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New Calif bill aims to control speech with ‘fact checkers’ to regulate social media, websites

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The state of California might be going full-tilt totalitarianism if a new bill that seeks to stifle opposing views and differing opinions is passed.

California Sen. Richard Pan introduced SB1424 “Internet: social media: false information: strategic plan” that on the surface seeks to regulate social media within the state. But, a deeper look into the bill, shows that the speech stifling consequences could spread well beyond the Golden State.

As you read the bill, “you see it appears to define social media as any Internet blog, website, or communication,” Investigative reporter Jon Rappoport noted.

The bill reads in part:

Existing law prohibits a person, among others, from making or disseminating in any advertising device, or in any manner or means whatever, including over the Internet, any statement concerning real or personal property or services that is untrue or misleading, as specified.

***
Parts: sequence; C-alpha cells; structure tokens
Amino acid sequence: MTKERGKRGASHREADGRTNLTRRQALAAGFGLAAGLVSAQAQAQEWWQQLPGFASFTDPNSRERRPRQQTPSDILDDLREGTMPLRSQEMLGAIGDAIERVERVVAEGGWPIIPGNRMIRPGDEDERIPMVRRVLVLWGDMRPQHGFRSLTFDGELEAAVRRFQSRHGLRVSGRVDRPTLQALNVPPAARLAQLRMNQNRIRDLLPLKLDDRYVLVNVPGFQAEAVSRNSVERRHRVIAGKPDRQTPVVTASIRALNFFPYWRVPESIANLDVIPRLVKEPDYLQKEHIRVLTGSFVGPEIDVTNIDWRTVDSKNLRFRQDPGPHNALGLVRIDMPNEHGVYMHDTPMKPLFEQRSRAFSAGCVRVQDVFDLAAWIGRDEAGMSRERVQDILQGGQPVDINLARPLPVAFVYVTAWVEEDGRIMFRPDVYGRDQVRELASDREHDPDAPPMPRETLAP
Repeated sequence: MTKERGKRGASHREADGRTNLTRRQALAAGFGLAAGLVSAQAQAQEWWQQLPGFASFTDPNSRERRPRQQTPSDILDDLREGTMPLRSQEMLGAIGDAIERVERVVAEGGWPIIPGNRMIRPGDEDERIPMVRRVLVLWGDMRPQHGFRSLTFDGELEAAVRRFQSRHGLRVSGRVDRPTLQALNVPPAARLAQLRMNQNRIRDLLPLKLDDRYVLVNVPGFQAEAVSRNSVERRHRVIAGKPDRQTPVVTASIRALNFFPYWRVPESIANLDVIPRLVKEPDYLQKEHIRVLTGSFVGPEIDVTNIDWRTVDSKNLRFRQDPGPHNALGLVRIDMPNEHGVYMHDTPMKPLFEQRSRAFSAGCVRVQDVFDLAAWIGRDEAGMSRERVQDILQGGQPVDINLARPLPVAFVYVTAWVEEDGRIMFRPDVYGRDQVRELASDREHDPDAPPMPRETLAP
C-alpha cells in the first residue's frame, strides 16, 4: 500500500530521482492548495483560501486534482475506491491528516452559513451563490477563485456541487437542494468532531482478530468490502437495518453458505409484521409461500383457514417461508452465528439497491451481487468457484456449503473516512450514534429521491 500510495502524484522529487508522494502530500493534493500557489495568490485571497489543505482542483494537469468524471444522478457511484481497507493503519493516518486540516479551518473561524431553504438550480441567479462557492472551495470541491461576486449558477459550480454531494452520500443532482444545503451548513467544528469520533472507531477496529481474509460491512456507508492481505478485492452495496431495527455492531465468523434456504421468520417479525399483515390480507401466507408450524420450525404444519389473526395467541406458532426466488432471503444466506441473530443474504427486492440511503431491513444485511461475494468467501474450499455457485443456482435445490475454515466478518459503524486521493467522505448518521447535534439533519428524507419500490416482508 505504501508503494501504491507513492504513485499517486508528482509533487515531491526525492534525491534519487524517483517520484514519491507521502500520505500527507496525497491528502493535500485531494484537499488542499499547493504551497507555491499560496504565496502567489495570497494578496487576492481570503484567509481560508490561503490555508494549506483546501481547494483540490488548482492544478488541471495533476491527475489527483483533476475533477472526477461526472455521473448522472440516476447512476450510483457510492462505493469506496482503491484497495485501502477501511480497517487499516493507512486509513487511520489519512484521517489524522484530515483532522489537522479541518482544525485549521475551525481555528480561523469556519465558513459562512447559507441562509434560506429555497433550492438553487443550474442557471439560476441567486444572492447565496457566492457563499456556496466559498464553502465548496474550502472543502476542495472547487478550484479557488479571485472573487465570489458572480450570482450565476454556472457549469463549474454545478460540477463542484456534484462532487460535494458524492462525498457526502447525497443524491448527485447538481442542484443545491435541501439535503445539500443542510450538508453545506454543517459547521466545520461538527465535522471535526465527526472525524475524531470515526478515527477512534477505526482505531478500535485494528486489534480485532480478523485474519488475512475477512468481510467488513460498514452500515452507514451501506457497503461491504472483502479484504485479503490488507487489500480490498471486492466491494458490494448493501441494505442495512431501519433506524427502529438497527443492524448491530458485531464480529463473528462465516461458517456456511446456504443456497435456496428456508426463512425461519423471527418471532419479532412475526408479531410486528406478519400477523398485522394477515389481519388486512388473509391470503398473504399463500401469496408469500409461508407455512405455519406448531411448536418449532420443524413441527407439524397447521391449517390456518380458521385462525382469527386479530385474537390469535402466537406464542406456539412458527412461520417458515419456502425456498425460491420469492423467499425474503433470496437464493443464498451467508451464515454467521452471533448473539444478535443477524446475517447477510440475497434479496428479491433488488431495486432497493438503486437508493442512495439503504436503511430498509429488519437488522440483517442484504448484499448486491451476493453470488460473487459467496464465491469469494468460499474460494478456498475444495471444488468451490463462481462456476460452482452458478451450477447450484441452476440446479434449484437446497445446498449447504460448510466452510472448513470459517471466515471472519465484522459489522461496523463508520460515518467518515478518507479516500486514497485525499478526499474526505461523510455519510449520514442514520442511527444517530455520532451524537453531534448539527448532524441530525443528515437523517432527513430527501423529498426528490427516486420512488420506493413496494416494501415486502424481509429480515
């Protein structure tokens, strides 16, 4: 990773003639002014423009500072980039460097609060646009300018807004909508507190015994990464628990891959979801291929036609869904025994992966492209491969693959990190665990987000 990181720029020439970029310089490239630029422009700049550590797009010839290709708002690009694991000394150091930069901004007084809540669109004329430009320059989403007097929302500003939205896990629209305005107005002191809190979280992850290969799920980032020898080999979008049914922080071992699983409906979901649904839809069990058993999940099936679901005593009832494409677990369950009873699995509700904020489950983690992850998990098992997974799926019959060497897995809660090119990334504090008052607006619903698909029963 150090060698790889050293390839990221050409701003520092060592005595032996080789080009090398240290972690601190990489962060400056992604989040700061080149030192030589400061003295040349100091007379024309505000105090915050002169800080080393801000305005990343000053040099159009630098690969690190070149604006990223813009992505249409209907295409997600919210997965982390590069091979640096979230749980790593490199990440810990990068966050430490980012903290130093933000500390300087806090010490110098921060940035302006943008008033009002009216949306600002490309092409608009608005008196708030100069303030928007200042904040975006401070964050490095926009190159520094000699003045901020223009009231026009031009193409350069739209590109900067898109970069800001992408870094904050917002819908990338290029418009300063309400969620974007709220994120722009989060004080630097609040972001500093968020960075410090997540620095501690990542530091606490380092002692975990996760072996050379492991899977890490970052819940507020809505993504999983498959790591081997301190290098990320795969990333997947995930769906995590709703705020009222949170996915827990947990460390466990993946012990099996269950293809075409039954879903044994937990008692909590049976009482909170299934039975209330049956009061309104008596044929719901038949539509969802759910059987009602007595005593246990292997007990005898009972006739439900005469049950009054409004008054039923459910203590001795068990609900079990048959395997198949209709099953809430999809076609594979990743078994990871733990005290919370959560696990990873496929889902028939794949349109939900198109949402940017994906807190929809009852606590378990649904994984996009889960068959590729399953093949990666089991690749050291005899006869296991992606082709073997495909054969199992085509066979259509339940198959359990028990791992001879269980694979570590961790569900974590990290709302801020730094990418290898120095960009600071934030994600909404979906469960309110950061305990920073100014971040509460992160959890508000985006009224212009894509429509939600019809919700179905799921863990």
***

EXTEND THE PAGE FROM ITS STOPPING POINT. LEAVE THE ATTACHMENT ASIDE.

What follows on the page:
This bill would require any person who operates a social media, as defined, Internet Web site with a physical presence in California to develop a strategic plan to verify news stories shared on its Web site. The bill would require the plan to include, among other things, a plan to mitigate the spread of false information through news stories, the utilization of fact-checkers to verify news stories, providing outreach to social media users, and placing a warning on a news story containing false information.

The bill goes on to list how it will implement its plan to regulate speech, with open-ended bullet points:

(a) Any person who operates a social media Internet Web site with physical presence in California shall develop a strategic plan to verify news stories shared on its Internet Web site.

>(b) The strategic plan shall include, but is not limited to, all of the following:

(1) A plan to mitigate the spread of false information through news stories.